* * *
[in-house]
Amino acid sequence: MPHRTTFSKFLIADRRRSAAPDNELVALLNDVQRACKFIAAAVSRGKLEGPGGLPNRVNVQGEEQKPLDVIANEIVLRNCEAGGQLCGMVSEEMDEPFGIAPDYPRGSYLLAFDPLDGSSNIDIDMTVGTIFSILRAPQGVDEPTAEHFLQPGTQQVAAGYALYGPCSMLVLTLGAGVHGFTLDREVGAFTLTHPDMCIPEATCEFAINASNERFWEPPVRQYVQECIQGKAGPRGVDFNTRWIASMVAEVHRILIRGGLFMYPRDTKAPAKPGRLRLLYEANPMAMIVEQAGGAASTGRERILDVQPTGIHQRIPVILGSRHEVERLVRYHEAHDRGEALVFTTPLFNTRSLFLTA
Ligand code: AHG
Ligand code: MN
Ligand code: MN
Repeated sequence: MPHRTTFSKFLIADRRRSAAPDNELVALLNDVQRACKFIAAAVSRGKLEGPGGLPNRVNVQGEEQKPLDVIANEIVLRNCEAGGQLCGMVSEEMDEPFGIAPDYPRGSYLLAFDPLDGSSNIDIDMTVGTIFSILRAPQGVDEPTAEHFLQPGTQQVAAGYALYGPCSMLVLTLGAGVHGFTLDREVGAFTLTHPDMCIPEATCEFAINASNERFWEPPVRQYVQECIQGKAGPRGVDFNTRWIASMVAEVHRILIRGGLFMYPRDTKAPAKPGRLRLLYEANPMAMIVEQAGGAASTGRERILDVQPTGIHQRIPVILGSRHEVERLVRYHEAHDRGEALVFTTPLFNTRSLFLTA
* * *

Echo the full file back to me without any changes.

[in-house]
Amino acid sequence: MPHRTTFSKFLIADRRRSAAPDNELVALLNDVQRACKFIAAAVSRGKLEGPGGLPNRVNVQGEEQKPLDVIANEIVLRNCEAGGQLCGMVSEEMDEPFGIAPDYPRGSYLLAFDPLDGSSNIDIDMTVGTIFSILRAPQGVDEPTAEHFLQPGTQQVAAGYALYGPCSMLVLTLGAGVHGFTLDREVGAFTLTHPDMCIPEATCEFAINASNERFWEPPVRQYVQECIQGKAGPRGVDFNTRWIASMVAEVHRILIRGGLFMYPRDTKAPAKPGRLRLLYEANPMAMIVEQAGGAASTGRERILDVQPTGIHQRIPVILGSRHEVERLVRYHEAHDRGEALVFTTPLFNTRSLFLTA
Ligand code: AHG
Ligand code: MN
Ligand code: MN
Repeated sequence: MPHRTTFSKFLIADRRRSAAPDNELVALLNDVQRACKFIAAAVSRGKLEGPGGLPNRVNVQGEEQKPLDVIANEIVLRNCEAGGQLCGMVSEEMDEPFGIAPDYPRGSYLLAFDPLDGSSNIDIDMTVGTIFSILRAPQGVDEPTAEHFLQPGTQQVAAGYALYGPCSMLVLTLGAGVHGFTLDREVGAFTLTHPDMCIPEATCEFAINASNERFWEPPVRQYVQECIQGKAGPRGVDFNTRWIASMVAEVHRILIRGGLFMYPRDTKAPAKPGRLRLLYEANPMAMIVEQAGGAASTGRERILDVQPTGIHQRIPVILGSRHEVERLVRYHEAHDRGEALVFTTPLFNTRSLFLTA